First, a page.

The Standards are based on the premise that learning science is something that students do, not something that is done to them. The Standards envision an active learning process in which students describe objects and events, ask questions, formulate explanations, test those explanations, and communicate their ideas to others. In this way, students build strong knowledge of science content, apply that knowledge to new problems, learn how to communicate clearly, and build critical and logical thinking skills.

    Suggested Citation:"Appendix D." National Research Council. 1999. Transforming Undergraduate Education in Science, Mathematics, Engineering, and Technology. Washington, DC: The National Academies Press. doi: 10.17226/6453.
    ×

    Through their study of science, students

    •   

      Experience the richness and excitement of the natural world

    •   

      Apply scientific principles and processes to make personal decisions

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      Discuss matters of scientific and technological concern

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      Increase their potential contribution to society and to the economy

    What should students know and be able to do?

    The Content Standards describe the knowledge and abilities students need to develop, from kindergarten through high school, in order to become scientifically literate.

    What is scientific literacy? Scientific literacy is the knowledge and understanding of scientific concepts and processes required for personal decision making, participation in civic and cultural affairs, and economic productivity. People who are scientifically literate can ask, find, or determine answers to questions about everyday experiences. They are able to describe, explain, and predict natural phenomena.

    Scientific literacy has different degrees and forms; it expands and deepens over a lifetime, not just during the years in school. The Standards outline a broad base of knowledge and skills for a lifetime of continued development in scientific literacy for every citizen, as well as provide a foundation for those aspiring to scientific careers.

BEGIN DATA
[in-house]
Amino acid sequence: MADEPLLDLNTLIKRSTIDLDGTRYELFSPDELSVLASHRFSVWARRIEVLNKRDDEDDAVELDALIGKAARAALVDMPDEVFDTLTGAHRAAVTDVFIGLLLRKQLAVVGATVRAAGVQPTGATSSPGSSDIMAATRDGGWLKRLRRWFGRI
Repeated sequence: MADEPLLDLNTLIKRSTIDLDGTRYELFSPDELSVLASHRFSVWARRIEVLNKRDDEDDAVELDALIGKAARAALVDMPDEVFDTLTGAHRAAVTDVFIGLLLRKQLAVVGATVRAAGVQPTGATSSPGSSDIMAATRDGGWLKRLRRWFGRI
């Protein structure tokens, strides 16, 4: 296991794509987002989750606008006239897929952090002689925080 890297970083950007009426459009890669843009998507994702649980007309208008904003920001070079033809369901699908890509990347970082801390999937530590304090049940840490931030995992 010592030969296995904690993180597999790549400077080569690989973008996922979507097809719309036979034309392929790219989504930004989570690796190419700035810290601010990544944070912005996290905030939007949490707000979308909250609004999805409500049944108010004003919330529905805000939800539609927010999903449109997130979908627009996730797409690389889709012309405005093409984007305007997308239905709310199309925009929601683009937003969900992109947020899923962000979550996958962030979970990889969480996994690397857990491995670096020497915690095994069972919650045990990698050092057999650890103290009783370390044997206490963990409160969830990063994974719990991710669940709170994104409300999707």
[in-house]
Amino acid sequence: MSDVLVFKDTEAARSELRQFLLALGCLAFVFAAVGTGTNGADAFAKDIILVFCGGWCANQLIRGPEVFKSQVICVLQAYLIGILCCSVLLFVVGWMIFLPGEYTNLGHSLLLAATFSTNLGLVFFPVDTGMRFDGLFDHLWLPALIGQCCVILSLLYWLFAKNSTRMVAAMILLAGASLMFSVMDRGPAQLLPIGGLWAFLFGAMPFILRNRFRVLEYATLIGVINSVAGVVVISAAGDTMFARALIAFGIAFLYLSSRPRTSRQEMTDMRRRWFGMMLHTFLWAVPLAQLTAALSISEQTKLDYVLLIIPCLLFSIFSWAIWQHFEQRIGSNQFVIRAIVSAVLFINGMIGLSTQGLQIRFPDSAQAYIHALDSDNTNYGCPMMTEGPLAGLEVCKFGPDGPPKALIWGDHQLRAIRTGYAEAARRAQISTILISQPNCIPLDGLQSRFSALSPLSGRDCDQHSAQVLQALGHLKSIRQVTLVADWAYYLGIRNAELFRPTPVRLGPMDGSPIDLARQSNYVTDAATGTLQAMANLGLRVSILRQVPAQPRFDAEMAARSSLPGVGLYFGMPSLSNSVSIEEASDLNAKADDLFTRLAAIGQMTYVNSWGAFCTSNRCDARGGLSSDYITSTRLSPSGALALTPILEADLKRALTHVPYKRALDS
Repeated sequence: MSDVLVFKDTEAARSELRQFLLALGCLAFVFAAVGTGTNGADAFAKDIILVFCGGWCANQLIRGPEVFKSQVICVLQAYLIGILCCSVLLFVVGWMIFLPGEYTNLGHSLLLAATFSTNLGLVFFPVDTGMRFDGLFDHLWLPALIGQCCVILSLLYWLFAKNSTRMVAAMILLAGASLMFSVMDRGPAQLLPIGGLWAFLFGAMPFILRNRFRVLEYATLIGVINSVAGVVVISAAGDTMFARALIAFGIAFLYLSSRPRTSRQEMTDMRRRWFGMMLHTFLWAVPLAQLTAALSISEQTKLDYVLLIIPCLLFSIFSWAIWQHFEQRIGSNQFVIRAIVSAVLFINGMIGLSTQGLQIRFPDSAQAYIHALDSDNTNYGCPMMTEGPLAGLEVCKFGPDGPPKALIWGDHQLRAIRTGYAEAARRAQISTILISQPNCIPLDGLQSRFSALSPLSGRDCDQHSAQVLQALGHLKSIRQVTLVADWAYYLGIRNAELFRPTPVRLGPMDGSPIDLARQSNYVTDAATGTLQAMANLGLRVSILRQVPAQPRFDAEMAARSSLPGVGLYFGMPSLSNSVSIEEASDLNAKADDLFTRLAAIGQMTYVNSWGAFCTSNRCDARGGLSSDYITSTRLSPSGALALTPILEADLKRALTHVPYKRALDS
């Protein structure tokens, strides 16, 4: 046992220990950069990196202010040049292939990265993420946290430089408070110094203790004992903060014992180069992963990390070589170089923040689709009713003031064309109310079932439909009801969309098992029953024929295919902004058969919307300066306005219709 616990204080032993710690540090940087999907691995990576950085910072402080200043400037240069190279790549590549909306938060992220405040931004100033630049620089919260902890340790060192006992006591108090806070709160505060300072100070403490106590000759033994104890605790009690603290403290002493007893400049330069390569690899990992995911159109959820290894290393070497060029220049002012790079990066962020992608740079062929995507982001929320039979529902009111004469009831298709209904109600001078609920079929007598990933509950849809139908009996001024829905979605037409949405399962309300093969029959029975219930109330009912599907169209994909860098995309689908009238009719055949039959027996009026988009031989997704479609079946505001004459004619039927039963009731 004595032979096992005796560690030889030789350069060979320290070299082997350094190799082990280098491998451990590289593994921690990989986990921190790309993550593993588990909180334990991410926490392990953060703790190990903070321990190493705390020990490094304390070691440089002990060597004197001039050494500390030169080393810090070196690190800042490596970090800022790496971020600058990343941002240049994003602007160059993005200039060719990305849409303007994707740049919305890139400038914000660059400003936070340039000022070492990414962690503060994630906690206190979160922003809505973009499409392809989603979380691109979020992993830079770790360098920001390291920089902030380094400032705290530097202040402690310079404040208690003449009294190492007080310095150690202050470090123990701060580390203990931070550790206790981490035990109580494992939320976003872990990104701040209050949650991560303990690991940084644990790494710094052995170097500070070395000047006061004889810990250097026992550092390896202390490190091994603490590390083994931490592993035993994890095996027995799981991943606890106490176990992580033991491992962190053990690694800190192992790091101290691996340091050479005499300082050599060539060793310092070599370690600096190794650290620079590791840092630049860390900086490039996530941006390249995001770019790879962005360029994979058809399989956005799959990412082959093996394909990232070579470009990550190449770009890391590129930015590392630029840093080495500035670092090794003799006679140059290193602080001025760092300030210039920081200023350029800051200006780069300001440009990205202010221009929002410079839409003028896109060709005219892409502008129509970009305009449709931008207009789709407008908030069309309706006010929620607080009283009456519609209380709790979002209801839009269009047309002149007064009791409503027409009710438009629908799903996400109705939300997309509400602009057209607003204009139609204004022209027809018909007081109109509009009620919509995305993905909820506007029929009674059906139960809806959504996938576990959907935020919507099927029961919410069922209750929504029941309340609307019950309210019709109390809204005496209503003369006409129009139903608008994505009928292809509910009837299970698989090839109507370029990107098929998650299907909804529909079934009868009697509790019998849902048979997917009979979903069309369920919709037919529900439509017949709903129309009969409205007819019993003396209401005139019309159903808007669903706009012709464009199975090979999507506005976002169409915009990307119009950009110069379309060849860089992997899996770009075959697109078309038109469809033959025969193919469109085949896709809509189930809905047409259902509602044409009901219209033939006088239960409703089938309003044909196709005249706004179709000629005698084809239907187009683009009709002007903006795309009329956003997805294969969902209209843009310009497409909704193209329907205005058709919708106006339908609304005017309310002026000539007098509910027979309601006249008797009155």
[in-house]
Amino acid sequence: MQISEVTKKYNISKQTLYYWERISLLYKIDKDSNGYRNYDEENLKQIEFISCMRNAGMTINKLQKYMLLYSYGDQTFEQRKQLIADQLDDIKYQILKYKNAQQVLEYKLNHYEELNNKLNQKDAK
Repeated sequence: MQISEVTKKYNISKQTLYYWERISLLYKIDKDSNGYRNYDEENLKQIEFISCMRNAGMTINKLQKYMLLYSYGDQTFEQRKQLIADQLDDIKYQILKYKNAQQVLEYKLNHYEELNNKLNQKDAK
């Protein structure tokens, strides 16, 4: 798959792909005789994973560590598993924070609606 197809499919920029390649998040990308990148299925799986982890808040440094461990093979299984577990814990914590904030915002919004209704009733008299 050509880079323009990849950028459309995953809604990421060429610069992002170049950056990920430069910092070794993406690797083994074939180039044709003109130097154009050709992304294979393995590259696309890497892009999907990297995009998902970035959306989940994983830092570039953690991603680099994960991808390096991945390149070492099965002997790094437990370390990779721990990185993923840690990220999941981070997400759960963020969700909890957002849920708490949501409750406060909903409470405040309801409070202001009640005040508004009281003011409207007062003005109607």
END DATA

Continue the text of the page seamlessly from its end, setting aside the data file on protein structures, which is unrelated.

How are the National Science Education Standards different from the American Association for the Advancement of Science's Benchmarks for Science Literacy?

    The documents differ in three ways. First, they divide content by different grade levels. The Benchmarks are statements of what all students should know and be able to do in science, mathematics, and technology by the end of grades 2, 5, 8, and 12; the Standards use grades 4, 8, and 12 as end points. Second, the Standards place greater emphasis on inquiry, including it as important science content as well as a means of teaching and learning. Third, the Standards offer a broader set of standards for improving science education. They address all components of education, including teaching, assessment, professional development, program, and system, recognizing that improvement cannot occur or be sustained in one segment of the system alone. There is, however, a high level of consistency between the two documents in describing the content to be learned. The National

    Suggested Citation:"Appendix D." National Research Council. 1999. Transforming Undergraduate Education in Science, Mathematics, Engineering, and Technology. Washington, DC: The National Academies Press. doi: 10.17226/6453.
    ×

    Research Council believes that the use of the Benchmarks complies fully with the spirit of the content standards.

    What is included in content standards?

    Content standards are divided into eight categories:

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      Unifying concepts and processes